Oklahoma Gov. Mary Fallin  last month in Oklahoma City. (Sue Ogrocki/AP)
Oklahoma Gov. Mary Fallin  last month in Oklahoma City. (Sue Ogrocki/AP)

In the wake of last week’s highly-publicized botched execution in Oklahoma, the state’s governor called for a review and announced that another execution would be delayed indefinitely.

But criticism of the execution kept mounting in the days that followed, with President Obama and the human rights office of the United Nations joining a chorus of people discomfited by the botch. Clayton Lockett writhed and grimaced on the gurney after the vein funneling the lethal injection collapsed; the execution was called off, but he died of a heart attack shortly thereafter.

Oklahoma Gov. Mary Fallin (R), in a column published Monday, defended the state and outlined the crimes that ultimately resulted in Lockett being sentenced to death.

Lockett was convicted and sentenced to death in 2000 for a host of violent crimes committed during and after a robbery, as my colleague Jaime Fuller detailed last week. He and two accomplices beat up a man they planned to rob, after which they beat and sexually assaulted two women who arrived at the house. The other victims said that Lockett twice shot one of the women, a teenager named Stephanie Neiman, who was then buried alive.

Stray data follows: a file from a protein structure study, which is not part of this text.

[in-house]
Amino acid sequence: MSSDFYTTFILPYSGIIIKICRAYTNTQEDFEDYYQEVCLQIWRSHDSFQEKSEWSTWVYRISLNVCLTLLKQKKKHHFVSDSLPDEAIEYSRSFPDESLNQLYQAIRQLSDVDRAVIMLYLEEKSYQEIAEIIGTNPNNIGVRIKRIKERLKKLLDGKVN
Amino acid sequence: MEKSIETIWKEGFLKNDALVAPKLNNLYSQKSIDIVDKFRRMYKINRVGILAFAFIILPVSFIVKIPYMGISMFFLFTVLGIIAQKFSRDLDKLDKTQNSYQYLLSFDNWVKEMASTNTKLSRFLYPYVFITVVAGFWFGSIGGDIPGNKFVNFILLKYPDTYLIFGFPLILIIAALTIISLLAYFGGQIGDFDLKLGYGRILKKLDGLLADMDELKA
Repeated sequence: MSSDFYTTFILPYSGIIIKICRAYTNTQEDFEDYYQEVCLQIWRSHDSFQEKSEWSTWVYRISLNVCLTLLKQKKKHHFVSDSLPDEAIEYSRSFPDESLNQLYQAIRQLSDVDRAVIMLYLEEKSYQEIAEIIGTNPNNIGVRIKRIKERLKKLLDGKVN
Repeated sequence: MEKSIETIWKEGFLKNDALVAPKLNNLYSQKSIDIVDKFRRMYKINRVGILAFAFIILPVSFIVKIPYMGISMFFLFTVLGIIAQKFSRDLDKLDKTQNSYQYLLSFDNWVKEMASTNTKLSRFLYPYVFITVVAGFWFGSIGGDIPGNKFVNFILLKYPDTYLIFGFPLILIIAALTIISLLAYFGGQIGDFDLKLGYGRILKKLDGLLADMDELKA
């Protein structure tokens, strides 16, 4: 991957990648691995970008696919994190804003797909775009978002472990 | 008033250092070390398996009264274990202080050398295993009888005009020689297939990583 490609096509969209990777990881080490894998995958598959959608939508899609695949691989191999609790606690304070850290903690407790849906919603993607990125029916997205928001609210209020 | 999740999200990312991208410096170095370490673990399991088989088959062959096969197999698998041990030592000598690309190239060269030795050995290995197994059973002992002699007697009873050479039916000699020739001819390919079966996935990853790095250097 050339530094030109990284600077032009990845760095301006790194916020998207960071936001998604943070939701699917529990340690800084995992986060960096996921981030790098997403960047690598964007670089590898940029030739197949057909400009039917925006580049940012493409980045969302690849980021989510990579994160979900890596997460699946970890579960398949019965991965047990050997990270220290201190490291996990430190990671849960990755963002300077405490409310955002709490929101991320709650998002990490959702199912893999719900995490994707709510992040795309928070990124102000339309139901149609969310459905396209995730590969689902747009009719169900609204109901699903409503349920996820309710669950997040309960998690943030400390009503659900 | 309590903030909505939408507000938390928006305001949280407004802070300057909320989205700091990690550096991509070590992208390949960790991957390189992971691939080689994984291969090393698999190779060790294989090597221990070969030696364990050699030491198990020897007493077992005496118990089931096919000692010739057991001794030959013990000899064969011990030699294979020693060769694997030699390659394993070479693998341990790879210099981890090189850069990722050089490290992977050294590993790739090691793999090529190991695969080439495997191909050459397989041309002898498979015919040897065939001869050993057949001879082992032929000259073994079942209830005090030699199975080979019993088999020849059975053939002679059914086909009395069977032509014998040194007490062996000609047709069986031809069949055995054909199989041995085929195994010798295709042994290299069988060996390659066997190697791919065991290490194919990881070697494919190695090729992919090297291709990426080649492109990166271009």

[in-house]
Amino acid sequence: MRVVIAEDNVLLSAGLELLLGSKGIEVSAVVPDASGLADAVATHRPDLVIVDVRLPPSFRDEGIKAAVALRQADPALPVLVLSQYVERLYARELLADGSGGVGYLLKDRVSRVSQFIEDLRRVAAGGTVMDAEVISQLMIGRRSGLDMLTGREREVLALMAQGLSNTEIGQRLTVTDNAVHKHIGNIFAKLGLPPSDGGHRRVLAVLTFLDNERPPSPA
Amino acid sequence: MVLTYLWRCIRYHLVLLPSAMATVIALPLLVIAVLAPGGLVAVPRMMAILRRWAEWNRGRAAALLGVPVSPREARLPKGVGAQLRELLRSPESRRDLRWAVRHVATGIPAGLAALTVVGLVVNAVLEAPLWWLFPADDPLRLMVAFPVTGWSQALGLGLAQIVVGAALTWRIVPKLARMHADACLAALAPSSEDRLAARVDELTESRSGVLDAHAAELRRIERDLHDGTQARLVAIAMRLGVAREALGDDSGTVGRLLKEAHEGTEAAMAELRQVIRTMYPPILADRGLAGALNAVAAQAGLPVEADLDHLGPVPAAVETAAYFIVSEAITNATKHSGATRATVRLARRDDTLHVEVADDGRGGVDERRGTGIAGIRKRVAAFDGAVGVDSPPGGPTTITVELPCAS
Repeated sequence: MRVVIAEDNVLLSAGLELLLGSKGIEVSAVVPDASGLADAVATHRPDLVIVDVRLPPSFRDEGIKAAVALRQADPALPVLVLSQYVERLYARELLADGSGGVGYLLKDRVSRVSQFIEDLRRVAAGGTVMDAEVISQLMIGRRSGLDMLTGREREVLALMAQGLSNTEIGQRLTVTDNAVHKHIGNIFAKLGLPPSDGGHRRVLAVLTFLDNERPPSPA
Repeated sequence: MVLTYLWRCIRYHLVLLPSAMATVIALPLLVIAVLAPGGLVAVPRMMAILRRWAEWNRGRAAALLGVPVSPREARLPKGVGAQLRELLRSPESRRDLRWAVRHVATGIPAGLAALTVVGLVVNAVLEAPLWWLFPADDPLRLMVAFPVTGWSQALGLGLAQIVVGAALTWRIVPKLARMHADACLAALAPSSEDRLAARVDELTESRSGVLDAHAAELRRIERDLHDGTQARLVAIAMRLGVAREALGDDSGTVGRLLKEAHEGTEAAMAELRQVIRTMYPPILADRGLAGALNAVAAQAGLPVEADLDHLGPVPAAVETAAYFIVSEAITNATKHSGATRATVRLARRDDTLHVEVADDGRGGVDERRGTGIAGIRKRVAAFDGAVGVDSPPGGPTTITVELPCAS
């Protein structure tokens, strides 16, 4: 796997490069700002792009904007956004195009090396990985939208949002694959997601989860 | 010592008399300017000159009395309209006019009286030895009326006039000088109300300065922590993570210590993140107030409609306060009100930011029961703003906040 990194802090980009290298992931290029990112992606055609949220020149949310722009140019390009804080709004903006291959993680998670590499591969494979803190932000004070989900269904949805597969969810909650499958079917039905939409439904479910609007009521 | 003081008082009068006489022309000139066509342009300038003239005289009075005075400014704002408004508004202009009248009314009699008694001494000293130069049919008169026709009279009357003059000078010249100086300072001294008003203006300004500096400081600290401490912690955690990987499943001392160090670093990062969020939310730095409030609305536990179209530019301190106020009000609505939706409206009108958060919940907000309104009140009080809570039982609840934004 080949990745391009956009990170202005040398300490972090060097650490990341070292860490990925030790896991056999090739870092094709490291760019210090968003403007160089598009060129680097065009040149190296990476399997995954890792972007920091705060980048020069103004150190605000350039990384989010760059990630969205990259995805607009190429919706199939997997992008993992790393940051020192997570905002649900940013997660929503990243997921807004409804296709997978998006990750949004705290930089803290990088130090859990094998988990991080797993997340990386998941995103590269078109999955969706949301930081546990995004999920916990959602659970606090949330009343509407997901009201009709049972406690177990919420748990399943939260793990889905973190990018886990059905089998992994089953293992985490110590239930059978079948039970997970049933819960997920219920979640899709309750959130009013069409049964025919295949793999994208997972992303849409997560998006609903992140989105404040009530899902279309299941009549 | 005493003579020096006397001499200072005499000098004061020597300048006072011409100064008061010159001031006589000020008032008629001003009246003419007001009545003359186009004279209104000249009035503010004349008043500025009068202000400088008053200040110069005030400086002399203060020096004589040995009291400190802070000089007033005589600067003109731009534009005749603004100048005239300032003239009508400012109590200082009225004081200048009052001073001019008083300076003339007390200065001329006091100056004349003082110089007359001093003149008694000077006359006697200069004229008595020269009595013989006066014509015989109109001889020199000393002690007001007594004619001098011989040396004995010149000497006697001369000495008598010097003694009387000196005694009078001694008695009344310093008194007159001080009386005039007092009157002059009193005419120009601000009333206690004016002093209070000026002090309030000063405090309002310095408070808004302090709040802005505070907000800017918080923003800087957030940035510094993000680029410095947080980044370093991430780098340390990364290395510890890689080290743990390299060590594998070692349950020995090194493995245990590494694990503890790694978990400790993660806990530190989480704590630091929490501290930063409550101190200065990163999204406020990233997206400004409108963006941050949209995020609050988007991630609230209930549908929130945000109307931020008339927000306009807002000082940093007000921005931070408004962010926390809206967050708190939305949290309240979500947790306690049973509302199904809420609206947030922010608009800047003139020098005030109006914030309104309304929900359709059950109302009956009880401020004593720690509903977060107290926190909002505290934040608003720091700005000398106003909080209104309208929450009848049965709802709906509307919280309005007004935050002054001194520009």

“Lockett had his day in court,” Fallin wrote. “The state lawfully carried out a sentence of death. Justice was served. It is my hope that Stephanie Neiman’s family and friends, as well as Lockett’s surviving victims, have found some measure of closure and peace.”

Fallin particularly took issue with the idea that the people of Oklahoma “have blood on their hands,” a notion she attributed to “anti-death penalty advocates” and pundits outside the state.

“The people of Oklahoma do not have blood on their hands,” she said. “They saw Clayton Lockett for what he was: evil. His execution means he will never again harm or terrorize another person.”

Fallon admitted that “the process of death by lethal injection took too long,” saying again that the state would develop new execution protocols and hold off on any other executions until that process is finished.